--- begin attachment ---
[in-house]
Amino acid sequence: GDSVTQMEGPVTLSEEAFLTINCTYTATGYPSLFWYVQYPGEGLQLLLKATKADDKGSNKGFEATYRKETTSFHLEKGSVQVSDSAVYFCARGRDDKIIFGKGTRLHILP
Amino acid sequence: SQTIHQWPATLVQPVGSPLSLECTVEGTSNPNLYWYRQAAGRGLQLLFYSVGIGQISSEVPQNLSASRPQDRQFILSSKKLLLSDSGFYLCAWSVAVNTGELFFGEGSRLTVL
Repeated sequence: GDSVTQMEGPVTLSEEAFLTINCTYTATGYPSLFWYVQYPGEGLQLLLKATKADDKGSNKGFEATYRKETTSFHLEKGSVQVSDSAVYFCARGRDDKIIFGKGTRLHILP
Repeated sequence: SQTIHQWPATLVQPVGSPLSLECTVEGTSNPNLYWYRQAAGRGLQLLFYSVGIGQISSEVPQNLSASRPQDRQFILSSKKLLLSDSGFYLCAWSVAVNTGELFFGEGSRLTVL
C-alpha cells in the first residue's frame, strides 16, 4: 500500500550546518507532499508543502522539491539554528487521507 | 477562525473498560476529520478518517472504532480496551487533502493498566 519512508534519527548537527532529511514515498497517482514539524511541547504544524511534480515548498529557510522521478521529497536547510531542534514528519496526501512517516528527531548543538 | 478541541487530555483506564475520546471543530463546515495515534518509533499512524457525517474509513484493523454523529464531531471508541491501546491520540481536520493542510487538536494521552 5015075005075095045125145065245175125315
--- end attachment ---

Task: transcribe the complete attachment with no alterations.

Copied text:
[in-house]
Amino acid sequence: GDSVTQMEGPVTLSEEAFLTINCTYTATGYPSLFWYVQYPGEGLQLLLKATKADDKGSNKGFEATYRKETTSFHLEKGSVQVSDSAVYFCARGRDDKIIFGKGTRLHILP
Amino acid sequence: SQTIHQWPATLVQPVGSPLSLECTVEGTSNPNLYWYRQAAGRGLQLLFYSVGIGQISSEVPQNLSASRPQDRQFILSSKKLLLSDSGFYLCAWSVAVNTGELFFGEGSRLTVL
Repeated sequence: GDSVTQMEGPVTLSEEAFLTINCTYTATGYPSLFWYVQYPGEGLQLLLKATKADDKGSNKGFEATYRKETTSFHLEKGSVQVSDSAVYFCARGRDDKIIFGKGTRLHILP
Repeated sequence: SQTIHQWPATLVQPVGSPLSLECTVEGTSNPNLYWYRQAAGRGLQLLFYSVGIGQISSEVPQNLSASRPQDRQFILSSKKLLLSDSGFYLCAWSVAVNTGELFFGEGSRLTVL
C-alpha cells in the first residue's frame, strides 16, 4: 500500500550546518507532499508543502522539491539554528487521507 | 477562525473498560476529520478518517472504532480496551487533502493498566 519512508534519527548537527532529511514515498497517482514539524511541547504544524511534480515548498529557510522521478521529497536547510531542534514528519496526501512517516528527531548543538 | 478541541487530555483506564475520546471543530463546515495515534518509533499512524457525517474509513484493523454523529464531531471508541491501546491520540481536520493542510487538536494521552 5015075005075095045125145065245175125315